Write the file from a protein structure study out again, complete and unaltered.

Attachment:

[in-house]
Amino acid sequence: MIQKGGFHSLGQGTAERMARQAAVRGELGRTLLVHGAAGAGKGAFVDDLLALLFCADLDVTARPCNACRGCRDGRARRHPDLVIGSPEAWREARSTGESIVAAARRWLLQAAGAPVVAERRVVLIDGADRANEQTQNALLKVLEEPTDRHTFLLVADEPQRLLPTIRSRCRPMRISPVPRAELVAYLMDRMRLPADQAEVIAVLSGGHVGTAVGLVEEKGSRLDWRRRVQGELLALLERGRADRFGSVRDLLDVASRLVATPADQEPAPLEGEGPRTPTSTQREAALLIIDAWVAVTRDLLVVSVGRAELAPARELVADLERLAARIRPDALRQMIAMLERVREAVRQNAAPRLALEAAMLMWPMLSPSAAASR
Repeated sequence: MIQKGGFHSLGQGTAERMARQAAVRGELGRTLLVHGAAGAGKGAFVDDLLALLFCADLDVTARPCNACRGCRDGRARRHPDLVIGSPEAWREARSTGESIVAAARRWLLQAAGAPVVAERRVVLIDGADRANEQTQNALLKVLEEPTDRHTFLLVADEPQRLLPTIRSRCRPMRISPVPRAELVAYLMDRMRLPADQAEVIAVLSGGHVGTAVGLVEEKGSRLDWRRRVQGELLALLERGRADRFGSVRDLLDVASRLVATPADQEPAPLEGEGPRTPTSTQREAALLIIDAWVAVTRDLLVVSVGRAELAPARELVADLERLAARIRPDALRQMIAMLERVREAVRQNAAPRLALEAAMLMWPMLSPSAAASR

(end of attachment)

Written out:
[in-house]
Amino acid sequence: MIQKGGFHSLGQGTAERMARQAAVRGELGRTLLVHGAAGAGKGAFVDDLLALLFCADLDVTARPCNACRGCRDGRARRHPDLVIGSPEAWREARSTGESIVAAARRWLLQAAGAPVVAERRVVLIDGADRANEQTQNALLKVLEEPTDRHTFLLVADEPQRLLPTIRSRCRPMRISPVPRAELVAYLMDRMRLPADQAEVIAVLSGGHVGTAVGLVEEKGSRLDWRRRVQGELLALLERGRADRFGSVRDLLDVASRLVATPADQEPAPLEGEGPRTPTSTQREAALLIIDAWVAVTRDLLVVSVGRAELAPARELVADLERLAARIRPDALRQMIAMLERVREAVRQNAAPRLALEAAMLMWPMLSPSAAASR
Repeated sequence: MIQKGGFHSLGQGTAERMARQAAVRGELGRTLLVHGAAGAGKGAFVDDLLALLFCADLDVTARPCNACRGCRDGRARRHPDLVIGSPEAWREARSTGESIVAAARRWLLQAAGAPVVAERRVVLIDGADRANEQTQNALLKVLEEPTDRHTFLLVADEPQRLLPTIRSRCRPMRISPVPRAELVAYLMDRMRLPADQAEVIAVLSGGHVGTAVGLVEEKGSRLDWRRRVQGELLALLERGRADRFGSVRDLLDVASRLVATPADQEPAPLEGEGPRTPTSTQREAALLIIDAWVAVTRDLLVVSVGRAELAPARELVADLERLAARIRPDALRQMIAMLERVREAVRQNAAPRLALEAAMLMWPMLSPSAAASR